Vienna orchestra to return painting stolen by the Nazis
The heirs of the painting's late owner, Marcel Koch, will receive 'Port-en-Bessin' by neo-Impressionist Paul Signac at a ceremony this year.
The Vienna Philharmonic Orchestra will return to a French family a valuable painting that was looted by the Nazis and given to the orchestra as a gift in 1940 by a Viennese secret police official.
The heirs of the painting's late owner, Marcel Koch, will receive "Port-en-Bessin" by neo-Impressionist Paul Signac at a ceremony this year, the orchestra said on Saturday, announcing the latest step to address its past association with Nazism.
About half the Philharmonic's musicians were Nazi party members by 1942, four years after Hitler's annexation of Austria. Thirteen musicians with Jewish origins or relations were driven out of the orchestra and five died in concentration camps.
"We have tried for many years to come to grips with the Vienna Philharmonic's past and face up to our responsibility to make good historical injustices," orchestra director Clemens Hellsberg said in a statement cited by the Austria Press Agency.
Last year the Philharmonic revoked awards it had made during Hitler's rule to six leading Nazis.
"Restitution of this painting is a special concern of ours," Hellsberg said. The orchestra said it was only now returning the painting as it only recently tracked down the rightful owner.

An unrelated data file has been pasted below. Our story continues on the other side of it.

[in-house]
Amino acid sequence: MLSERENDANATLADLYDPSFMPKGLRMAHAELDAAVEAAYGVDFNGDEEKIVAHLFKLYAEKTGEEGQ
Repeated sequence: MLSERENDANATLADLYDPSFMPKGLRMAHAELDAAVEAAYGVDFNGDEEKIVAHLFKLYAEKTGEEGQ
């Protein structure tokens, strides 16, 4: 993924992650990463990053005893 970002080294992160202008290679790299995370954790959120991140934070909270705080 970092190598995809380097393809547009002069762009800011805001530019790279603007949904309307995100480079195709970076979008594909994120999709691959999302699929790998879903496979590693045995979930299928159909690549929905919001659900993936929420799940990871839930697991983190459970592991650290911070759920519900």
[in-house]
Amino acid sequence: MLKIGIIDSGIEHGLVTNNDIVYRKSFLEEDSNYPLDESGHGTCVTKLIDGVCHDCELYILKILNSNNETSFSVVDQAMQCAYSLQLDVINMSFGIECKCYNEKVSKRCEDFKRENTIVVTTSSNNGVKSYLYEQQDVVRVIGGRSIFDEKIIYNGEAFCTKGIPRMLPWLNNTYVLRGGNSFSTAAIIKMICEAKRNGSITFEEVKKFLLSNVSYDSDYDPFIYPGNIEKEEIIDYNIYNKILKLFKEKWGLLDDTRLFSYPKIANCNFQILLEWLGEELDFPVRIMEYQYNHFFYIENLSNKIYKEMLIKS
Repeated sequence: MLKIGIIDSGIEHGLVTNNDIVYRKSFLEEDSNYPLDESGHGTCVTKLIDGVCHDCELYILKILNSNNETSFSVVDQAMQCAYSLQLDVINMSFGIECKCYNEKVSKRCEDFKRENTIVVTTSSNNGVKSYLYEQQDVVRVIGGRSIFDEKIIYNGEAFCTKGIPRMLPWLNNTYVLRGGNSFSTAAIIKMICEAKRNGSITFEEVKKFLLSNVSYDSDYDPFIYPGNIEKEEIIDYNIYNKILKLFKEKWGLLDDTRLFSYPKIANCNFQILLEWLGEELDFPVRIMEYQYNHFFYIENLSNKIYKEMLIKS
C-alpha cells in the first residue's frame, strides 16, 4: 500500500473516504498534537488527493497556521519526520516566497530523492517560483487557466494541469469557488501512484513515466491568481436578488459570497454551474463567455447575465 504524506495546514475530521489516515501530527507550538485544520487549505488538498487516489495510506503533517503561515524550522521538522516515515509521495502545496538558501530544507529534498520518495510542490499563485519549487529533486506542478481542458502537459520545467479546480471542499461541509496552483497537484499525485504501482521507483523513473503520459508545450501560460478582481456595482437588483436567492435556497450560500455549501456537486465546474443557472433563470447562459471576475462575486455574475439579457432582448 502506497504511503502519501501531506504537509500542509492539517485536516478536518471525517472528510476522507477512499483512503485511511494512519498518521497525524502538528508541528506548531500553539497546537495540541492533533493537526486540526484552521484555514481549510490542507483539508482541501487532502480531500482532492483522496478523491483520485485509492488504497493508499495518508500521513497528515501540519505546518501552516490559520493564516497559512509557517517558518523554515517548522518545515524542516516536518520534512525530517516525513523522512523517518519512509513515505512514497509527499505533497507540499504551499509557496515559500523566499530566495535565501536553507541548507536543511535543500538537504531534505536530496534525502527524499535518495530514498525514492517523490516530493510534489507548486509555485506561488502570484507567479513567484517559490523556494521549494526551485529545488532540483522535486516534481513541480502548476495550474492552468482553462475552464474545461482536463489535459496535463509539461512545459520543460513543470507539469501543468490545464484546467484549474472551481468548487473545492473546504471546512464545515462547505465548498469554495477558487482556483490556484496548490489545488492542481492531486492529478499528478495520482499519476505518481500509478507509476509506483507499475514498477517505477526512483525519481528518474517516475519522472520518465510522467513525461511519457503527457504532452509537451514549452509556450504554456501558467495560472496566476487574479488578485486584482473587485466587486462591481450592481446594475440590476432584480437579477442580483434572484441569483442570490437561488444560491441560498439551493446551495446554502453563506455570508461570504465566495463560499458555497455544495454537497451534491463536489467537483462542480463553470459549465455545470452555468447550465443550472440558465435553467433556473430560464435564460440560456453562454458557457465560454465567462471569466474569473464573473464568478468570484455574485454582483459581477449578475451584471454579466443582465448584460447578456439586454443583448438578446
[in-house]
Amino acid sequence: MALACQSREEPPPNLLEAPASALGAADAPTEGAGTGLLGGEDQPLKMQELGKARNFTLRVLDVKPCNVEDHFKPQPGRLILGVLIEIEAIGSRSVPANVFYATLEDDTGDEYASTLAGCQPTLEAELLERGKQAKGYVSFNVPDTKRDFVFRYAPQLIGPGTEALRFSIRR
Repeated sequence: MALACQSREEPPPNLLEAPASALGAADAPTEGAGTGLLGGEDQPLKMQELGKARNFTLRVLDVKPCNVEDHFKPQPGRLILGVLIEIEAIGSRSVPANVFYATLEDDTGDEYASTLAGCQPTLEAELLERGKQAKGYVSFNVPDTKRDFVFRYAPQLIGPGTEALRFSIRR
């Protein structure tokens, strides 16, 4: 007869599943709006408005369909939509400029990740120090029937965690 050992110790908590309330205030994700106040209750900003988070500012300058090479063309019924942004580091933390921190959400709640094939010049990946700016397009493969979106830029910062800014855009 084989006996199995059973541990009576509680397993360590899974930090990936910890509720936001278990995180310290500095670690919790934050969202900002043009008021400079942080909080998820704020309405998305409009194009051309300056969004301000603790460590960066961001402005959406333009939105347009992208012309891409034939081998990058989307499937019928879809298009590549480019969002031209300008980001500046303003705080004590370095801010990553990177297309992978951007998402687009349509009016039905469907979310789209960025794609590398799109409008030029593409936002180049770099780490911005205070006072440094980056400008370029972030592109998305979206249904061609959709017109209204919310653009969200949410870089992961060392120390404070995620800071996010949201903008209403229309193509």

Koch was a French resistance figure who founded the Documentation Francaise, a public publishing service.
The orchestra is known for its New Year's Concert, an annual gala of Strauss waltzes broadcast to millions around the world.
It published details of its conduct during the Nazi era last year, calling it a "dark period" in its history, when the New Year's Concert was invented as a Nazi propaganda instrument.
Austrian Greens party member of parliament Harald Walser, who has long campaigned for more openness by the orchestra, said the Philharmonic should allow an international panel of historians to look into its Nazi-era past.
"The deeper one digs into the Vienna Philharmonic's past, the more 'corpses' emerge from the orchestra pit," he said.
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